How the public charge rule affects green cards, visas, extensions, and change of status

Are you applying for a U.S. visa, an extension to a visa, a green card, or a change of status? This page will help you understand the public charge rule and how it may affect you.

man sitting on steps
Photo: iStock/Beto

Update – March 10, 2021

On Tuesday, March 9, the Biden administration stopped enforcing the 2019 public charge rule restrictions that had been issued by former President Trump. 

The Department of Homeland Security issued a statement indicating that it will return to follow the 1999 interim field guidance on public charge. Under this guidance, DHS will not consider the use of Medicaid (except for Medicaid for long-term institutionalization), public housing, or Supplemental Nutrition Assistance Program (SNAP) benefits as public charge.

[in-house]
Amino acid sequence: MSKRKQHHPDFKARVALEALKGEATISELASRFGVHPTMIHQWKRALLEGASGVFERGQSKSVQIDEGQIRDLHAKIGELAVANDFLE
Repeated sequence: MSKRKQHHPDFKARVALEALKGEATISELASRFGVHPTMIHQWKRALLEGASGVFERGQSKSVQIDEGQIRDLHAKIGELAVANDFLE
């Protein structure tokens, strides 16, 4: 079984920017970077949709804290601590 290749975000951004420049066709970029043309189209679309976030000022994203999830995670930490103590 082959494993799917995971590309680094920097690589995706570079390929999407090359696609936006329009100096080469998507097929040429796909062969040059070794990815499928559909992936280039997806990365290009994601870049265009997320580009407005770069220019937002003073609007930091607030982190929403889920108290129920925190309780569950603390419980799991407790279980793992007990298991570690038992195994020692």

Medical treatment or preventive services for COVID-19, including vaccines, will not be considered for public charge purposes.

The Department of Homeland Security will follow the guidance issued in 1999 on how to apply public charge. 

The information on this page comes from USCIS, Protecting Immigrant Families, Proyecto Inmigrante ICS, and other trusted sources. It is intended for guidance and is updated as often as possible. USAHello does not give legal advice, nor are any of our materials intended to be taken as legal advice. If you are looking for a free or low-cost lawyer or legal help, we can help you find free and low-cost legal services.